Cron traditionally has been considered another such a tool for job scheduling, but is it enough? This webinar considers that very question. The first part builds on a previous Geek Guide, Beyond Cron, and briefly describes how to know when it might be time to consider upgrading your job scheduling infrastructure. The second part presents an actual planning and implementation framework.
Join Linux Journal's Mike Diehl and Pat Cameron of Help Systems.
Free to Linux Journal readers.Register Now!
- SourceClear Open
- SUSE LLC's SUSE Manager
- My +1 Sword of Productivity
- Tech Tip: Really Simple HTTP Server with Python
- Doing for User Space What We Did for Kernel Space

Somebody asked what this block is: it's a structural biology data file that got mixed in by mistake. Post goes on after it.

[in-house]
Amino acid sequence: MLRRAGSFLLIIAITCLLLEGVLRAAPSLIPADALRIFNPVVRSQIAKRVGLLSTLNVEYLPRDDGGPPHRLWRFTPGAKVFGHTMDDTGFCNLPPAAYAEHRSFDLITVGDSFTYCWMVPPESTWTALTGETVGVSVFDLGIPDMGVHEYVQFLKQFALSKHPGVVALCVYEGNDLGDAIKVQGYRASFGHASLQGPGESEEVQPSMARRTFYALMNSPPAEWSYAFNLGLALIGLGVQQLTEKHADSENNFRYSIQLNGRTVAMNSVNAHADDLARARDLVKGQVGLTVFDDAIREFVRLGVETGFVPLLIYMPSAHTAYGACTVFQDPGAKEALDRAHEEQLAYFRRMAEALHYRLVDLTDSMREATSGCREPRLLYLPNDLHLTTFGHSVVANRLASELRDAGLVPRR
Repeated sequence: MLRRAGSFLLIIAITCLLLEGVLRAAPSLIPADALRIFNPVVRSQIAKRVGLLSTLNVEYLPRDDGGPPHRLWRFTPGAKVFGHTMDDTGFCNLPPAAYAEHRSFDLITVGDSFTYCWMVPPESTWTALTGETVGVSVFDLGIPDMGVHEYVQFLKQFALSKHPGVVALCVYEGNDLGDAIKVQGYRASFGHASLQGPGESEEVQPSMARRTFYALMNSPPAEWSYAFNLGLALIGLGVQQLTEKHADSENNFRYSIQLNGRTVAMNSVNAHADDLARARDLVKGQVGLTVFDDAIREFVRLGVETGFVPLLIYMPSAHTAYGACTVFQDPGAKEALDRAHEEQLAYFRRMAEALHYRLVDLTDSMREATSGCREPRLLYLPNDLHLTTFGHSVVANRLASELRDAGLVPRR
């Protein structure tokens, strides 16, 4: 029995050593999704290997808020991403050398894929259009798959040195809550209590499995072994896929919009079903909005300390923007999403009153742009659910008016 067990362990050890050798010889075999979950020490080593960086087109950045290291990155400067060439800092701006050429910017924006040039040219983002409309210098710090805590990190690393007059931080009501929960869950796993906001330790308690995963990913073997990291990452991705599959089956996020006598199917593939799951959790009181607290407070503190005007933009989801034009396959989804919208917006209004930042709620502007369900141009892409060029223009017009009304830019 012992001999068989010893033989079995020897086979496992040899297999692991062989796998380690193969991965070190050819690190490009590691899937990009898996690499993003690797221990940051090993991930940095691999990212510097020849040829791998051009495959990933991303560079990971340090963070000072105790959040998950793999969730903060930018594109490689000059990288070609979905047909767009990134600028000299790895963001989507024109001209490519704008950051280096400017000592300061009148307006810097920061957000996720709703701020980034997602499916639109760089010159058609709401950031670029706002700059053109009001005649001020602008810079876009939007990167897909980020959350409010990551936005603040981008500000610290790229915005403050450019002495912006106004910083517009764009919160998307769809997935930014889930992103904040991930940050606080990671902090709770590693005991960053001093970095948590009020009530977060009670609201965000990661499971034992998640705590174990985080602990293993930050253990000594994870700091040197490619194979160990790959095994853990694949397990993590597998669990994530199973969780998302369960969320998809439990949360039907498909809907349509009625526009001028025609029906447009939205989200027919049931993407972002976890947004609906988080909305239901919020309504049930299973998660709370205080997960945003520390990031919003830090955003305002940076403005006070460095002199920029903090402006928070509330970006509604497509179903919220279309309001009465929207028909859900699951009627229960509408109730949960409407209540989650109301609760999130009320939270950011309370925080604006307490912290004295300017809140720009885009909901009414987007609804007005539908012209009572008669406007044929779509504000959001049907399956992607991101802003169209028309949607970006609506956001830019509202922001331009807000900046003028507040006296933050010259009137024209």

- Parsing an RSS News Feed with a Bash Script
- Managing Linux Using Puppet
- Returning Values from Bash Functions
- SuperTuxKart 0.9.2 Released
- Google's SwiftShader Released
With all the industry talk about the benefits of Linux on Power and all the performance advantages offered by its open architecture, you may be considering a move in that direction. If you are thinking about analytics, big data and cloud computing, you would be right to evaluate Power. The idea of using commodity x86 hardware and replacing it every three years is an outdated cost model. It doesn’t consider the total cost of ownership, and it doesn’t consider the advantage of real processing power, high-availability and multithreading like a demon.
This ebook takes a look at some of the practical applications of the Linux on Power platform and ways you might bring all the performance power of this open architecture to bear for your organization. There are no smoke and mirrors here—just hard, cold, empirical evidence provided by independent sources. I also consider some innovative ways Linux on Power will be used in the future.Get the Guide